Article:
He who has sought God in the day of peace and prosperity can with holy boldness cry to Him in the day of testing and God will have delight in giving him a great victory.
II Chronicles 14
1 So Abijah slept with his fathers, and they buried him in the city of David: and Asa his son reigned in his stead. In his days the land was quiet ten years.
2 And Asa did that which was good and right in the eyes of the LORD his God:
3 For he took away the altars of the strange gods, and the high places, and brake down the images, and cut down the groves:
4 And commanded Judah to seek the LORD God of their fathers, and to do the law and the commandment.
5 Also he took away out of all the cities of Judah the high places and the images: and the kingdom was quiet before him.
6 And he built fenced cities in Judah: for the land had rest, and he had no war in those years; because the LORD had given him rest.
7 Therefore he said unto Judah, Let us build these cities, and make about them walls, and towers, gates, and bars, while the land is yet before us; because we have sought the LORD our God, we have sought him, and he hath given us rest on every side. So they built and prospered.
8 And Asa had an army of men that bare targets and spears, out of Judah three hundred thousand; and out of Benjamin, that bare shields and drew bows, two hundred and fourscore thousand: all these were mighty men of valour.
9 ¶ And there came out against them Zerah the Ethiopian with an host of a thousand thousand, and three hundred chariots; and came unto Mareshah.
10 Then Asa went out against him, and they set the battle in array in the valley of Zephathah at Mareshah.
11 And Asa cried unto the LORD his God, and said, LORD, it is nothing with thee to help, whether with many, or with them that have no power: help us, O LORD our God; for we rest on thee, and in thy name we go against this multitude. O LORD, thou art our God; let not man prevail against thee.
12 So the LORD smote the Ethiopians before Asa, and before Judah; and the Ethiopians fled.
13 And Asa and the people that were with him pursued them unto Gerar: and the Ethiopians were overthrown, that they could not recover themselves; for they were destroyed before the LORD, and before his host; and they carried away very much spoil.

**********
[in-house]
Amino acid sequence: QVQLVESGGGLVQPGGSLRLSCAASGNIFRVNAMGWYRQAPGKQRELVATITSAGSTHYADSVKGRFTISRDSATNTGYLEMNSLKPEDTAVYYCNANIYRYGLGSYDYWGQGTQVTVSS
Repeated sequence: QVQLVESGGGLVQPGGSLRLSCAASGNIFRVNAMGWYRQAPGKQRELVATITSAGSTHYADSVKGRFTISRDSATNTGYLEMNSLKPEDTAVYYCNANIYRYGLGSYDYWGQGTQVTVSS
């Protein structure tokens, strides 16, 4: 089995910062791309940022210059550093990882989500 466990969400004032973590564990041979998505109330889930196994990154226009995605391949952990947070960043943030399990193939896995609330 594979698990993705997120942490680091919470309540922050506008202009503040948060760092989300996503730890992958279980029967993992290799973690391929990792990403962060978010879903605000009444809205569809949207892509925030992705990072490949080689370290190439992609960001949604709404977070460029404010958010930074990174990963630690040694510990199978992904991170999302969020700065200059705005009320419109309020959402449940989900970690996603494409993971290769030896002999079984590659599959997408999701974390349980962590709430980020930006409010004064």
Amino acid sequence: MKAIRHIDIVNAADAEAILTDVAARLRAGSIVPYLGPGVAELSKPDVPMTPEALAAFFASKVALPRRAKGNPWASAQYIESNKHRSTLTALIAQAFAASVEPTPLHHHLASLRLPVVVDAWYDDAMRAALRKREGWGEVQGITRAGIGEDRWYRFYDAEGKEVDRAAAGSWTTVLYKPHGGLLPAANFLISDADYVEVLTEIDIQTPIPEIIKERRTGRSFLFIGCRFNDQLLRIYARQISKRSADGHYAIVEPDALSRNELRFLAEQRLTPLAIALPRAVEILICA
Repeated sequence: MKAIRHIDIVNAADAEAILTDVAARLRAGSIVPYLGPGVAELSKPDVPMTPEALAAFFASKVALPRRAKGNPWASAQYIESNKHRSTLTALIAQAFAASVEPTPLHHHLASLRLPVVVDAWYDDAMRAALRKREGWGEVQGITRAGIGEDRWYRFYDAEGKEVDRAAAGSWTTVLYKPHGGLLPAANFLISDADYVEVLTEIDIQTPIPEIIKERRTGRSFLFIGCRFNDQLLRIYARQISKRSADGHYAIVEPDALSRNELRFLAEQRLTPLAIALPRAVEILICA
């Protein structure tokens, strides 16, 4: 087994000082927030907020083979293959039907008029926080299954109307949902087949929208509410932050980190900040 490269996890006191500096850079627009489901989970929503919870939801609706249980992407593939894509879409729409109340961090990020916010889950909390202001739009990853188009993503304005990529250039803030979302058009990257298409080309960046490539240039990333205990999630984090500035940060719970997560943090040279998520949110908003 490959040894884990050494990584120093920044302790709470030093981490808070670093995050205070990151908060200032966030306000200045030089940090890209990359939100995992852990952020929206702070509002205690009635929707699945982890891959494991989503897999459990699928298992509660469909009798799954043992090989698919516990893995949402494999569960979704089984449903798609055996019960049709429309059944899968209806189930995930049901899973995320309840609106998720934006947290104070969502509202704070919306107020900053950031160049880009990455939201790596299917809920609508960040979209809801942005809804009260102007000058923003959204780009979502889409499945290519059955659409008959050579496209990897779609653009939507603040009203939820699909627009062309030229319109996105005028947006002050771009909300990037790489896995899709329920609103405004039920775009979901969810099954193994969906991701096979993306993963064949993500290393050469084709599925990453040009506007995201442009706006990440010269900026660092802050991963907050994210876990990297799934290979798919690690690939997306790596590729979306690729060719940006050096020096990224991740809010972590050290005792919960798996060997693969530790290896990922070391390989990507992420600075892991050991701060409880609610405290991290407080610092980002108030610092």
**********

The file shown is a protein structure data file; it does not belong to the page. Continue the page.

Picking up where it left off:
14 And they smote all the cities round about Gerar; for the fear of the LORD came upon them: and they spoiled all the cities; for there was exceeding much spoil in them.
15 They smote also the tents of cattle, and carried away sheep and camels in abundance, and returned to Jerusalem.
II Chronicles 14 – J. Vernon McGee
II Chronicles 14:11—LORD, it is nothing with Thee to help.
Remind God of His entire responsibility.—“It is nothing with thee to help.” The odds against Asa were enormous. There was a million of men in arms against him, beside three hundred chariots. It seemed impossible to hold his own against that vast multitude. There were no allies who would come to his help: his only hope therefore was in God. There was none beside to help. It may be that your difficulties have been allowed to come to so alarming a pitch, that you may be compelled to renounce all creature aid, to which in lesser trials you have had recourse, and cast yourself back on your Almighty Friend.
Put God between yourself and the foe.—To Asa’s faith, Jehovah seemed to stand between the might of Zerah and himself, as one who had no strength. Nor was he mistaken. We are told that the Ethiopians were destroyed before the Lord and before His host, as though celestial combatants flung themselves against the foe in Israel’s behalf, and put the large host to rout, so that Israel had only to follow up and gather the spoil. Our God is Jehovah of Hosts, who can summon unexpected reinforcements at any moment to the aid of His people. Believe that He is there between you and your difficulty, and what baffles you will flee before Him, as clouds before the gale.
Identify your cause with His.—“In thy name we go…Let not man prevail against thee.” It is a great matter when a small State is so identified with a strong European power, as that an insult to one of its officials is deemed a causs belli by the more powerful Government; and whenever we are so delivered from selfish aims, as to be able to show that our cause and God’s are one, we are invincible. —Our Daily Homily
2 Chronicles 14:11 – The ship that is anchored is sensitive to every change of wind or tide, and ever turns sharply around to meet and resist the stream, from what direction soever it may flow. A ship is safest with her head to the sea and the tempest. In great storms the safety of all often depends on the skill with which the sailors can keep her head to the rolling breakers. Life and death have sometimes hung for a day and a night in the balance, whether the weary steersman could keep her head to the storm until the storm should cease. Even a single wave allowed to strike her on the broadside might send all to the bottom. But to keep the ship in the attitude of safety, there is no effort and no art equal to the anchor. As soon as the anchor feels the ground, the vessel that had been drifting broadside, is brought up, and turns to the waves a sharp prow that cleaves them in two and sends them harmless along the sides. Watch from a height any group of ships that may be lying in an open roadstead. At night when you retire they all point westward; in the morning they are all looking to the east. Each ship has infallibly felt the first veering of the wind or water, and instantly veered in the requisite direction, so that neither wind nor wave has ever been able to strike her on the broadside. Thereby hangs the safety of the ship. Ships not at anchor do not turn and face the foe. The ship that is left loose will be caught by a gust on her side, and easily thrown over. As with ships, so with souls. (Arnot)